Investors have pumped record amounts into south-east Asian financial technology companies this year, as locked-down consumers have switched to mobile payment and banking apps.
According to data from analytics group Refinitiv, there have been 80 fintech deals worth $3bn in 2021 — more than what was raised in 2020 and 2019 combined.
“The fintech space has taken off this year, and not only fundraising,” said Rohit Sipahimalani, chief investment strategist at Temasek, the Singapore state-backed company. “Many more businesses are maturing and gaining momentum.”
Mynt, the Philippine e-wallet company backed by China’s Ant Group and Global Telecom, a unit of local conglomerate Ayala, closed a $300m funding round this month at a valuation of more than $2bn.
Singapore’s FinAccel, the parent group of Indonesian buy-now-pay-later platform Kredivo, is set to go public in the US early next year after agreeing to merge with a blank-cheque vehicle at a valuation of $2.5bn.
Akshay Garg, chief executive of FinAccel, said the regional funding surge was partly driven by investors looking for alternatives to China as Beijing had cracked down on the tech sector. “South-east Asia is one of the beneficiaries of the slowdown in China while there is still a lot of capital available,” he added.
Strong consumer demand has also allowed many fintechs to achieve profitability quickly, adding to the lure for investors.
Mynt’s registered users doubled to 51m during the pandemic — nearly half the population of the Philippines — and the company announced its first positive income in June.
Filipinos have traditionally relied on local sari-sari, or mom-and-pop stores to load their phones with credit and do other prepaid transactions.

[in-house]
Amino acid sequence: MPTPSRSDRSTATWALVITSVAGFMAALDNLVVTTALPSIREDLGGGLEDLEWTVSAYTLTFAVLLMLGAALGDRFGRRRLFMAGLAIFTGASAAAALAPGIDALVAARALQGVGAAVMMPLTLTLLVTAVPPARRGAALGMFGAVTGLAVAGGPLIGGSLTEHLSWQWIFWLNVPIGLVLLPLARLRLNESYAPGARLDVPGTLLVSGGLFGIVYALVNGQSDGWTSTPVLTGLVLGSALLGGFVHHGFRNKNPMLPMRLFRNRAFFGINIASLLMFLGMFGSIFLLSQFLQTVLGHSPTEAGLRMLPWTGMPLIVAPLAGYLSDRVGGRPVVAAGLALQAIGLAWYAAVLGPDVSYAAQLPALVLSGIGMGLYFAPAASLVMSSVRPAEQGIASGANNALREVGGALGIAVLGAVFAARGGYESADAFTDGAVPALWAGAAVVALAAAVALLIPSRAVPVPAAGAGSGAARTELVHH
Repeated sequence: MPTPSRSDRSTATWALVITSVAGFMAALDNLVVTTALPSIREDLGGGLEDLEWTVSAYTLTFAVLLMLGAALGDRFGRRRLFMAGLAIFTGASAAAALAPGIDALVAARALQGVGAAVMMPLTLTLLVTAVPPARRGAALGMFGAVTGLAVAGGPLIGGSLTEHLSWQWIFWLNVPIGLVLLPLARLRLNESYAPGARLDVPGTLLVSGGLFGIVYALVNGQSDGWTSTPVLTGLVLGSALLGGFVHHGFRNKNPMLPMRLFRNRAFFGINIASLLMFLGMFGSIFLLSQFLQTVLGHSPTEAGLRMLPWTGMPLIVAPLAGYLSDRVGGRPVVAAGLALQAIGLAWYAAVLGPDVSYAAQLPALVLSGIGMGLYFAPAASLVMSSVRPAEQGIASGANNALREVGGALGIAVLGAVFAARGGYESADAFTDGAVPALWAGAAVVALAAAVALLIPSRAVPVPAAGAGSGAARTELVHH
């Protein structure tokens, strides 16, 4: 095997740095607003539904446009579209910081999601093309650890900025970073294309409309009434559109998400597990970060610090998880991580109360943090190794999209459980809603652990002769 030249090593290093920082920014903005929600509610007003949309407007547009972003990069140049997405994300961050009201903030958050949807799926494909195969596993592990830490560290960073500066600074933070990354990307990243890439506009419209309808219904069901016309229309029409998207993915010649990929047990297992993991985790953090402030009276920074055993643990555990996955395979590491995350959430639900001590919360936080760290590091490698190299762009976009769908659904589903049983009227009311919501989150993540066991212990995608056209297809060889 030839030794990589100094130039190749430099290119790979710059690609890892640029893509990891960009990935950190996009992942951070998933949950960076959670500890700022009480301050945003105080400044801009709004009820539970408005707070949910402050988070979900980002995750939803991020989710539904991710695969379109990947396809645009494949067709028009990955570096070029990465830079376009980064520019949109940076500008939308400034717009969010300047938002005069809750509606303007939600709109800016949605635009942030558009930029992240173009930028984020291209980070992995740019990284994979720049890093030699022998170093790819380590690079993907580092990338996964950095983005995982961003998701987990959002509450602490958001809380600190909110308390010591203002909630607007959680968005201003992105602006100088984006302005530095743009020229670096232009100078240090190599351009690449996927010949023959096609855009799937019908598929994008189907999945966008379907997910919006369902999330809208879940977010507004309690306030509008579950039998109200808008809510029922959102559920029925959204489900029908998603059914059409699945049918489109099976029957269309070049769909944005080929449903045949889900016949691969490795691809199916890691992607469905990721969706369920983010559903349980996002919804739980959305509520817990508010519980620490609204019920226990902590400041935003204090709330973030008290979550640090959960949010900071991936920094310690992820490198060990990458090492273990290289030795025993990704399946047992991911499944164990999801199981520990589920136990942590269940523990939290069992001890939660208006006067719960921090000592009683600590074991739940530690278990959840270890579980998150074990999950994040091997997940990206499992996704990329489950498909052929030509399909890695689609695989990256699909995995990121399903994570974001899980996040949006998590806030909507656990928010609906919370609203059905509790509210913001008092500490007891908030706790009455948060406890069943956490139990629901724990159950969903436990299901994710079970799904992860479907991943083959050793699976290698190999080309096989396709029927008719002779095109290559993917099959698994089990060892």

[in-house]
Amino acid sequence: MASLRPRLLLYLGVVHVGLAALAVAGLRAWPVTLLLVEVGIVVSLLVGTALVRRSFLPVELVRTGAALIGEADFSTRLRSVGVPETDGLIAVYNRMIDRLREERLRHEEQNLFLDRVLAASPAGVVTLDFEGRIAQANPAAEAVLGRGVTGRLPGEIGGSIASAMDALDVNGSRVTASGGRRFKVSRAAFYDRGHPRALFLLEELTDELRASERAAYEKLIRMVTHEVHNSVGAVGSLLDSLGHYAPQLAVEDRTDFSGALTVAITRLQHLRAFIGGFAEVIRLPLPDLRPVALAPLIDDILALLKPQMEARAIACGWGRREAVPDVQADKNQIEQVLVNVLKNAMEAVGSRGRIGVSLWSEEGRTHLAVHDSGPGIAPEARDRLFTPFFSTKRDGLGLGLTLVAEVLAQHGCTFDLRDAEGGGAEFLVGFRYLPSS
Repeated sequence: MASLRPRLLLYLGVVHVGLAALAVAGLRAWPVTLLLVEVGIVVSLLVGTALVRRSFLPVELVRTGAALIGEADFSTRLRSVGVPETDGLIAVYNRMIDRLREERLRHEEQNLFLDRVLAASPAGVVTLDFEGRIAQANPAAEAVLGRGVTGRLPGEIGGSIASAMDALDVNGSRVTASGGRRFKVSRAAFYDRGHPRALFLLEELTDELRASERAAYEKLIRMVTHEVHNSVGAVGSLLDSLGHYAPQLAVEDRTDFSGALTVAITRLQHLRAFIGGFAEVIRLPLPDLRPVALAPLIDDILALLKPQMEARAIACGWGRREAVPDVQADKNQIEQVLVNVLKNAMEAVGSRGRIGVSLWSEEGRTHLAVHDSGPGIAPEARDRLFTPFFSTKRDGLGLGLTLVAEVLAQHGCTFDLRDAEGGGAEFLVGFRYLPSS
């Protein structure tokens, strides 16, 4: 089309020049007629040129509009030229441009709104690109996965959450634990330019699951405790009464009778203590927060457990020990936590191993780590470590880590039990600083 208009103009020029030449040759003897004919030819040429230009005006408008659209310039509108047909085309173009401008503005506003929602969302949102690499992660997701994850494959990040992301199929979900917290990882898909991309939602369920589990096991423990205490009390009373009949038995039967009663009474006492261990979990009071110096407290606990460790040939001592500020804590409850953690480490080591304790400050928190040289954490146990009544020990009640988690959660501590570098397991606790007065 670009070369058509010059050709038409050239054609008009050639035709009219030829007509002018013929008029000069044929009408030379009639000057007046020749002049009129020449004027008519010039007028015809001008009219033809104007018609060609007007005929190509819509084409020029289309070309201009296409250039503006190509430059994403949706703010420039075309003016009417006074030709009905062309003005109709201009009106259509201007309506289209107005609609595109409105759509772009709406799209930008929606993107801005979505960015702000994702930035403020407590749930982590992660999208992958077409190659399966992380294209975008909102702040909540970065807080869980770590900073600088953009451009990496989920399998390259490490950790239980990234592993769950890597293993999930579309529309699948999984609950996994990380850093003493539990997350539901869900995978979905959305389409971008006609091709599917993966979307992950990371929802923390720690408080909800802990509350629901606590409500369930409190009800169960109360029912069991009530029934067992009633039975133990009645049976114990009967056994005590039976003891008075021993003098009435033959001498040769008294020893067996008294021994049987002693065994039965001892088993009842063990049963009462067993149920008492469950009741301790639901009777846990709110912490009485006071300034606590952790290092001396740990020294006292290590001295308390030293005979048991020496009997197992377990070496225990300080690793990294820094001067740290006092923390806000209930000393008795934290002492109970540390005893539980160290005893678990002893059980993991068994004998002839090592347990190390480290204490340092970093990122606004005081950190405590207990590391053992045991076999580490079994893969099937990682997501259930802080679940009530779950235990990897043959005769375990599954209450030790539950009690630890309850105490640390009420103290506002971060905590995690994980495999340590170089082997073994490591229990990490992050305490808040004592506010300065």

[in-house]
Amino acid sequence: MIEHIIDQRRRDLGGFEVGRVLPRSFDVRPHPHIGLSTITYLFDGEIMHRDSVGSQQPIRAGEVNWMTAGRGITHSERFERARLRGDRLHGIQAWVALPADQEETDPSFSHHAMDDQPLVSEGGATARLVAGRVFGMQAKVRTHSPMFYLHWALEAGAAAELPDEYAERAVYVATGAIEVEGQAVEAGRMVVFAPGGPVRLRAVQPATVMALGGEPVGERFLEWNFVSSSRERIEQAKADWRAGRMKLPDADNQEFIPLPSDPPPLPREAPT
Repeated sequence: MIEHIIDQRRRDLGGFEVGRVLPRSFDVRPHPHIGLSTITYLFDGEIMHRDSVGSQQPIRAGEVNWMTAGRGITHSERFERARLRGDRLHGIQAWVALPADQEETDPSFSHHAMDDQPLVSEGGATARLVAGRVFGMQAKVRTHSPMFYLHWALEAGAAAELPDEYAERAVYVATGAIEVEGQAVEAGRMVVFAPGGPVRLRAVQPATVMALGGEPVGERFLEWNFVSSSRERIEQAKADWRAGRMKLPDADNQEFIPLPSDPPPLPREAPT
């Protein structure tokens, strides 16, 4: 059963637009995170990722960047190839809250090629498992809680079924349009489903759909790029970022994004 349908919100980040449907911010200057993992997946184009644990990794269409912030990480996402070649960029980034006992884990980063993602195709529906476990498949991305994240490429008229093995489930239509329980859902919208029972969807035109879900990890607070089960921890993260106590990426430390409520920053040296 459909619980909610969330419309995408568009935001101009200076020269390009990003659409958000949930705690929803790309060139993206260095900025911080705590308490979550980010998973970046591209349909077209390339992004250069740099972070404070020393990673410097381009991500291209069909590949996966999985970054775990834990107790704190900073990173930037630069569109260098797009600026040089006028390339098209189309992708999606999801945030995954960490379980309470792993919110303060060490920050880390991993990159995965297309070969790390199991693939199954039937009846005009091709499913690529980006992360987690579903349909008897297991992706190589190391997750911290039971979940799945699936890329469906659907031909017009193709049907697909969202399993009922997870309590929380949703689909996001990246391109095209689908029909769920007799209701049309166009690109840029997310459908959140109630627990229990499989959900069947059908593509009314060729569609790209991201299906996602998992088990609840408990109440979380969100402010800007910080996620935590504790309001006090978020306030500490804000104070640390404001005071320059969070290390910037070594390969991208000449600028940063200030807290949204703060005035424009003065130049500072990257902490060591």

Only about a third of adults in the country have money in a bank, leaving them reliant on informal lenders but smartphone ownership is high, said Martha Sazon, Mynt’s chief executive.
“What we are trying to do is really penetrate rural areas in different provinces.”
Through its GCash platform, the company offers everything from loans and payments to digital insurance and investment funds. “We have communication material that says ‘Rather than buy milk tea, buy a fund that carries Google, Apple and Microsoft’,” Sazon said.
Singapore-based 2C2P is another regional company looking to raise funds after building a business to process secure online payments for retailers and other organisations.
The company was launched in Bangkok in 2003 and offered a business-to-business online payment security system for banks and is now used by nearly all of Thailand’s lenders, Singapore’s UOB, and BDO in the Philippines.
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Since moving to Singapore in 2008, the business has evolved into a so-called payment gateway, enabling merchants to be paid for goods and services in a number of formats. A customer who buys something from ecommerce company Lazada, for example, can get a payment code at checkout and pay by credit or debit card, via a mobile banking app or at a local convenience store.
“We set up offices in all the countries, get a licence from regulators, and connect to all the payment operations in every country,” said Aung Kyaw Moe, chief executive of 2C2P. The company hopes to launch an initial public offering within three years, he added.
New offerings by fintech companies are also driving new retail investment in capital markets from local investors, Temasek’s Sipahimalani said. “In Thailand, the number of retail brokerage accounts has increased by over a million in the last year,” he said.
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